As part of my research, I'm getting to know two of the world's most famous libraries, the Bodleian in Oxford, England and the Library of Congress in Washington, DC. I have consulted resources in both of these libraries and have reader's cards for both of them. I will continue to get to know both of them better in the weeks and years ahead.
The Bodleian is the main library for the University of Oxford. It was founded in 1602 and today holds over 9 million items in its collection. There are three main buildings for the Central Bodleian, but there are lots of smaller libraries associated with the different colleges of the University of Oxford, and they all cooperate with the Bodleian. Here is a photo of the most interesting architectural building of the Bodleian, the Radcliffe Camera:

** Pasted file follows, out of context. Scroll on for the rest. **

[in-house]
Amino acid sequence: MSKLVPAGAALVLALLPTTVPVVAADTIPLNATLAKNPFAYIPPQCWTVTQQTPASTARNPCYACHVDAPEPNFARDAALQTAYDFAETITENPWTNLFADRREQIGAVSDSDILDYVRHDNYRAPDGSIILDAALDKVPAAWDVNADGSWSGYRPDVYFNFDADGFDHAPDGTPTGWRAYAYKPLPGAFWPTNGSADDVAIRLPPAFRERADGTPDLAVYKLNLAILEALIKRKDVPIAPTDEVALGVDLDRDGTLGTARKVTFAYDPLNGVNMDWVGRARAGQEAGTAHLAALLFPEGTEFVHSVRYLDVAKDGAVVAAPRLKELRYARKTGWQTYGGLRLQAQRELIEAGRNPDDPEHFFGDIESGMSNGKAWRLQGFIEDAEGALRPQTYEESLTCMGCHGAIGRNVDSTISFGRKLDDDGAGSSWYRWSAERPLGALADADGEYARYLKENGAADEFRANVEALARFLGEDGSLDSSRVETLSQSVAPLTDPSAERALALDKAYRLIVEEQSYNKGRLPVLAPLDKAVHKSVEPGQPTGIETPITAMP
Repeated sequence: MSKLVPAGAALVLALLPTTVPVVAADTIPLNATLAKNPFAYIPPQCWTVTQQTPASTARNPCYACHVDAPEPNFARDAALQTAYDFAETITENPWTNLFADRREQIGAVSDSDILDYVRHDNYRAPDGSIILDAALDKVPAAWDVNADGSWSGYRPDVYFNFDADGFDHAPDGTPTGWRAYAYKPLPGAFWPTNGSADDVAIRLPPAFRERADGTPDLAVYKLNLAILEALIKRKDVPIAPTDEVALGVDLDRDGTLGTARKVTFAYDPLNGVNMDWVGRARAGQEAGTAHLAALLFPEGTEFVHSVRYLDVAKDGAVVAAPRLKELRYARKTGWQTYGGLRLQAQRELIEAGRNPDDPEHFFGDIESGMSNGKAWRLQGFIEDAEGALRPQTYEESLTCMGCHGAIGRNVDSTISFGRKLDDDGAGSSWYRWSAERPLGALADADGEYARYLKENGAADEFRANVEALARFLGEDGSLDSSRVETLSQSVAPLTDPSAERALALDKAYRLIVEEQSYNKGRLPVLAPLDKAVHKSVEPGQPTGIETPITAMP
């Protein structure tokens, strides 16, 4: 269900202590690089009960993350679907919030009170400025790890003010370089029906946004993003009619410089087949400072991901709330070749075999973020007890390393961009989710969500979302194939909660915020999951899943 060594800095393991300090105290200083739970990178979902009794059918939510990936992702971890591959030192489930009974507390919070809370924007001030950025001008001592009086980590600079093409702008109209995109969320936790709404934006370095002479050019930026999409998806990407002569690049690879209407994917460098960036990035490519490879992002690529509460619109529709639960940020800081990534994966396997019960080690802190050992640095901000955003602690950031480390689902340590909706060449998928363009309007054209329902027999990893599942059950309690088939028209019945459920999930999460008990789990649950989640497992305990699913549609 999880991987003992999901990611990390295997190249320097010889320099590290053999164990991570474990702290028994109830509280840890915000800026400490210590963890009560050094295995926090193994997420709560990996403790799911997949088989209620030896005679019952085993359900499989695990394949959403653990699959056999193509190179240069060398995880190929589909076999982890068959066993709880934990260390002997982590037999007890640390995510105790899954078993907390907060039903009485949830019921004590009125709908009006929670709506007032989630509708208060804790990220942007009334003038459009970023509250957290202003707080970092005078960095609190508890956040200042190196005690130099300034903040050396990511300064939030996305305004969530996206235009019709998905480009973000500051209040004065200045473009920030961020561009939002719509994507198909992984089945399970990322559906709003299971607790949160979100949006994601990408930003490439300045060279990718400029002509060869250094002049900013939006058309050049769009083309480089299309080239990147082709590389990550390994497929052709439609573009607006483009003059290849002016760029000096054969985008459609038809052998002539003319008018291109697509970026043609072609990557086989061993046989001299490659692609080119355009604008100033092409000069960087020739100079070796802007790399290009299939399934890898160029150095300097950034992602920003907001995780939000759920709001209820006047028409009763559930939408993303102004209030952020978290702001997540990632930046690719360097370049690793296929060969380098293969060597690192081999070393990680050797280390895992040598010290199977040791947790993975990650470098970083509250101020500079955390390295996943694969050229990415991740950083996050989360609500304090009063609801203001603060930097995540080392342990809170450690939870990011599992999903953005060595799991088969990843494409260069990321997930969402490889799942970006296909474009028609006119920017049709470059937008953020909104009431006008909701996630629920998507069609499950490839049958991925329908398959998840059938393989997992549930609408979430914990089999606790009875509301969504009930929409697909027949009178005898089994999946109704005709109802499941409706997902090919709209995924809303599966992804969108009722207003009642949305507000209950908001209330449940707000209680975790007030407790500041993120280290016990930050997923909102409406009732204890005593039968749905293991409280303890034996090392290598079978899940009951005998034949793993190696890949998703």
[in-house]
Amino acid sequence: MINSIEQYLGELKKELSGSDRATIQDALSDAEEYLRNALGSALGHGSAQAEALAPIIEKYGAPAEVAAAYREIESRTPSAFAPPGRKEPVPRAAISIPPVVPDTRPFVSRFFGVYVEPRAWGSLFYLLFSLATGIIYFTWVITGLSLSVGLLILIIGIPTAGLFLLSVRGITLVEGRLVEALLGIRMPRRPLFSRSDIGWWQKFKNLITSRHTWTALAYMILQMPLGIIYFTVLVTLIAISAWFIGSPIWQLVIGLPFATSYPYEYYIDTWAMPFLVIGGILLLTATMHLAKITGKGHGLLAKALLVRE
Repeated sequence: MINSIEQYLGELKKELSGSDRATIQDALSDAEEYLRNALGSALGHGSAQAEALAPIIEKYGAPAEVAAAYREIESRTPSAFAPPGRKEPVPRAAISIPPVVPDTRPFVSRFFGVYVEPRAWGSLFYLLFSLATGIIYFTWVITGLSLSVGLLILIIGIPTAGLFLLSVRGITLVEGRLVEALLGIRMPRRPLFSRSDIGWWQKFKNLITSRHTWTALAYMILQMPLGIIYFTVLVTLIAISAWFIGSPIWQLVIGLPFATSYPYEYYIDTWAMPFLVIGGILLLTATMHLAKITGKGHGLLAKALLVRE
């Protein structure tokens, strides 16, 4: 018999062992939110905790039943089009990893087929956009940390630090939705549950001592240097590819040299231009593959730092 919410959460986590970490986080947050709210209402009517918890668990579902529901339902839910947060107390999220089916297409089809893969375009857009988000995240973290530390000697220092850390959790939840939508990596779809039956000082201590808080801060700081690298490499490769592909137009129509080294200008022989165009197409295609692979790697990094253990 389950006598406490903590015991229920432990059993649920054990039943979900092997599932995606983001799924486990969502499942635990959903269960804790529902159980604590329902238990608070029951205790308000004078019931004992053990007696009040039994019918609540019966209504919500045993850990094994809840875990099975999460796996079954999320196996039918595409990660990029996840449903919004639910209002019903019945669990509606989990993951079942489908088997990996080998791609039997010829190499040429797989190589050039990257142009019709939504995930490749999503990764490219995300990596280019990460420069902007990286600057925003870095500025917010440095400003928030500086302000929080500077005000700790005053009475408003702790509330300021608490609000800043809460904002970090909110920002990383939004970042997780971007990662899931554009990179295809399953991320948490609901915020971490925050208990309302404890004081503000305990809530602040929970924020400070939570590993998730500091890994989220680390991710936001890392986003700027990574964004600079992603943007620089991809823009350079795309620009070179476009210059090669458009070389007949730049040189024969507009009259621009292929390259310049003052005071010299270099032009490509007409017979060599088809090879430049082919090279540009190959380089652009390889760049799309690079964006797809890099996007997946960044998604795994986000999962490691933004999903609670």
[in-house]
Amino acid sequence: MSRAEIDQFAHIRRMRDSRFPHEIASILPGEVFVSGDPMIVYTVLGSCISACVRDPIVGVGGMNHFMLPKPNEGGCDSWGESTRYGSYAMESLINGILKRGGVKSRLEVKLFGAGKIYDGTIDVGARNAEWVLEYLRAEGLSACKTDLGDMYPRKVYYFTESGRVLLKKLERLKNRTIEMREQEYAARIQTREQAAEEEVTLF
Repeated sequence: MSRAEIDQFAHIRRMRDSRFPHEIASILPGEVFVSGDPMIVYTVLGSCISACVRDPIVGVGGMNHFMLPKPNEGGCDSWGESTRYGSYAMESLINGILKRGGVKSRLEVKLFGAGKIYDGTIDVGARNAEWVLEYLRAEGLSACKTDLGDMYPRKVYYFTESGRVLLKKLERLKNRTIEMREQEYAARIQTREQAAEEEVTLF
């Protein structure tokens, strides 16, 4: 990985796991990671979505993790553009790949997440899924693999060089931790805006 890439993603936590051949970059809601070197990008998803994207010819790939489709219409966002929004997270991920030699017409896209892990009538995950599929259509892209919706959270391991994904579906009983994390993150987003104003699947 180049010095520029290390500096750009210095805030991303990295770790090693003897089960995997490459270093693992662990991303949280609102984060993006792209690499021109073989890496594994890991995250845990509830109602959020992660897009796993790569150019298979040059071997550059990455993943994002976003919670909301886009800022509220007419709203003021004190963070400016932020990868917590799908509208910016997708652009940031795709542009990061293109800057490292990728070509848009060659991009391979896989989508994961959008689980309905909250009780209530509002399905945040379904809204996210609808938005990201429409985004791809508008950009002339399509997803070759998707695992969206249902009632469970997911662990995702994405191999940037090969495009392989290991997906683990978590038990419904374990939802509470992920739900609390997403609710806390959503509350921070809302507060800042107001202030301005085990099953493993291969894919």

The Library of Congress was founded in 1800, nearly 200 years after the Bodleian, but it contains the largest collection of any library in the world: over 144 million items, including 32+ million books and 62+ million manuscripts. There are three massive buildings located right across the street from the Capitol Building in Washington, DC. Each building is named after one of the three US presidents that followed George Washington: Adams, Jefferson, and Madison. On display in the Jefferson building is one of only three extent original copies of the Gutenburg Bible, one of the first books ever printed (in the 1400s). Here is a picture of the Jefferson Building with me in front of it:
Both the Bodleian and the LOC are copyright depository libraries. That means that they have a copy of every item published in the country in which they were established. So the Bodleian has a copy of every item published in the UK and the LOC has a copy of everything published in the US.
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